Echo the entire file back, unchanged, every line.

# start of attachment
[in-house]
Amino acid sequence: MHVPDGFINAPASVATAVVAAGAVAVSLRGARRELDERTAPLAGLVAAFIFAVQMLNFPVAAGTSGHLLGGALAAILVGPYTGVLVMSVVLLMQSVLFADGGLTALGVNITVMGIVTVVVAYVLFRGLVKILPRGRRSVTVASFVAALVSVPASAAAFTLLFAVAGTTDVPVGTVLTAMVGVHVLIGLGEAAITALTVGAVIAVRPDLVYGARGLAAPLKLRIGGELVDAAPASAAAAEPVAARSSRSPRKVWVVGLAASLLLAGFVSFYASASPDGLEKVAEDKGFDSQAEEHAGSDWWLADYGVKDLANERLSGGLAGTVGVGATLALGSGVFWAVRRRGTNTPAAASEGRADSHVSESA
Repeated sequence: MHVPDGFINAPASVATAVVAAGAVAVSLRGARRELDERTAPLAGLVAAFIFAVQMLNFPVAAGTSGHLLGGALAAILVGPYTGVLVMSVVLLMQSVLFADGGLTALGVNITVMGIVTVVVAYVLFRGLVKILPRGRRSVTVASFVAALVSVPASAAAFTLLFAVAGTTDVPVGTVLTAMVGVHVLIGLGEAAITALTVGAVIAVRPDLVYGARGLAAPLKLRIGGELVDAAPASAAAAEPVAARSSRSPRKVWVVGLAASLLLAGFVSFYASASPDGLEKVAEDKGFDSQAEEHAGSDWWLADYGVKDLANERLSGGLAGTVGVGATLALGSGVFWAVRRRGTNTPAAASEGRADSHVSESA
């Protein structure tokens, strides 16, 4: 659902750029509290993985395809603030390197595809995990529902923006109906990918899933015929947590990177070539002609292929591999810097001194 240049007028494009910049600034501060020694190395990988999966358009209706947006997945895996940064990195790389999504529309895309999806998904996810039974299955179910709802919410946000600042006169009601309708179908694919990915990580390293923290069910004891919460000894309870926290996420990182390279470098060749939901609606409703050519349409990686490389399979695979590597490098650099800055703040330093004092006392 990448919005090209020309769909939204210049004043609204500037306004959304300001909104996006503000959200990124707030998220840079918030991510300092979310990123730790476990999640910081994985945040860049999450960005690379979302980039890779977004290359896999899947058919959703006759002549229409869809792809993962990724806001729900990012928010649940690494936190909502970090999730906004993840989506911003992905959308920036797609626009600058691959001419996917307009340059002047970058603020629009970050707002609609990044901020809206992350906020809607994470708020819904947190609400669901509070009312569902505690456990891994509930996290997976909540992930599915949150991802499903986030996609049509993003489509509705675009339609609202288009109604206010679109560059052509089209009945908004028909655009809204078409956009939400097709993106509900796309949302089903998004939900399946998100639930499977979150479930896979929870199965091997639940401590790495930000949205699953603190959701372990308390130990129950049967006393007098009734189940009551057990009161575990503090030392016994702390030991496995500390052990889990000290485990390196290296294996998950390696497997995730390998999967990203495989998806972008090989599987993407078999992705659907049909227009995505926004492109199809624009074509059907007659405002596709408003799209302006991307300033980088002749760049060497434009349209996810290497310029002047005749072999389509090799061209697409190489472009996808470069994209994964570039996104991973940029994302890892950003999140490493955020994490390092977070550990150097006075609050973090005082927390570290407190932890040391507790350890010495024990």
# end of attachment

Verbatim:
[in-house]
Amino acid sequence: MHVPDGFINAPASVATAVVAAGAVAVSLRGARRELDERTAPLAGLVAAFIFAVQMLNFPVAAGTSGHLLGGALAAILVGPYTGVLVMSVVLLMQSVLFADGGLTALGVNITVMGIVTVVVAYVLFRGLVKILPRGRRSVTVASFVAALVSVPASAAAFTLLFAVAGTTDVPVGTVLTAMVGVHVLIGLGEAAITALTVGAVIAVRPDLVYGARGLAAPLKLRIGGELVDAAPASAAAAEPVAARSSRSPRKVWVVGLAASLLLAGFVSFYASASPDGLEKVAEDKGFDSQAEEHAGSDWWLADYGVKDLANERLSGGLAGTVGVGATLALGSGVFWAVRRRGTNTPAAASEGRADSHVSESA
Repeated sequence: MHVPDGFINAPASVATAVVAAGAVAVSLRGARRELDERTAPLAGLVAAFIFAVQMLNFPVAAGTSGHLLGGALAAILVGPYTGVLVMSVVLLMQSVLFADGGLTALGVNITVMGIVTVVVAYVLFRGLVKILPRGRRSVTVASFVAALVSVPASAAAFTLLFAVAGTTDVPVGTVLTAMVGVHVLIGLGEAAITALTVGAVIAVRPDLVYGARGLAAPLKLRIGGELVDAAPASAAAAEPVAARSSRSPRKVWVVGLAASLLLAGFVSFYASASPDGLEKVAEDKGFDSQAEEHAGSDWWLADYGVKDLANERLSGGLAGTVGVGATLALGSGVFWAVRRRGTNTPAAASEGRADSHVSESA
């Protein structure tokens, strides 16, 4: 659902750029509290993985395809603030390197595809995990529902923006109906990918899933015929947590990177070539002609292929591999810097001194 240049007028494009910049600034501060020694190395990988999966358009209706947006997945895996940064990195790389999504529309895309999806998904996810039974299955179910709802919410946000600042006169009601309708179908694919990915990580390293923290069910004891919460000894309870926290996420990182390279470098060749939901609606409703050519349409990686490389399979695979590597490098650099800055703040330093004092006392 990448919005090209020309769909939204210049004043609204500037306004959304300001909104996006503000959200990124707030998220840079918030991510300092979310990123730790476990999640910081994985945040860049999450960005690379979302980039890779977004290359896999899947058919959703006759002549229409869809792809993962990724806001729900990012928010649940690494936190909502970090999730906004993840989506911003992905959308920036797609626009600058691959001419996917307009340059002047970058603020629009970050707002609609990044901020809206992350906020809607994470708020819904947190609400669901509070009312569902505690456990891994509930996290997976909540992930599915949150991802499903986030996609049509993003489509509705675009339609609202288009109604206010679109560059052509089209009945908004028909655009809204078409956009939400097709993106509900796309949302089903998004939900399946998100639930499977979150479930896979929870199965091997639940401590790495930000949205699953603190959701372990308390130990129950049967006393007098009734189940009551057990009161575990503090030392016994702390030991496995500390052990889990000290485990390196290296294996998950390696497997995730390998999967990203495989998806972008090989599987993407078999992705659907049909227009995505926004492109199809624009074509059907007659405002596709408003799209302006991307300033980088002749760049060497434009349209996810290497310029002047005749072999389509090799061209697409190489472009996808470069994209994964570039996104991973940029994302890892950003999140490493955020994490390092977070550990150097006075609050973090005082927390570290407190932890040391507790350890010495024990």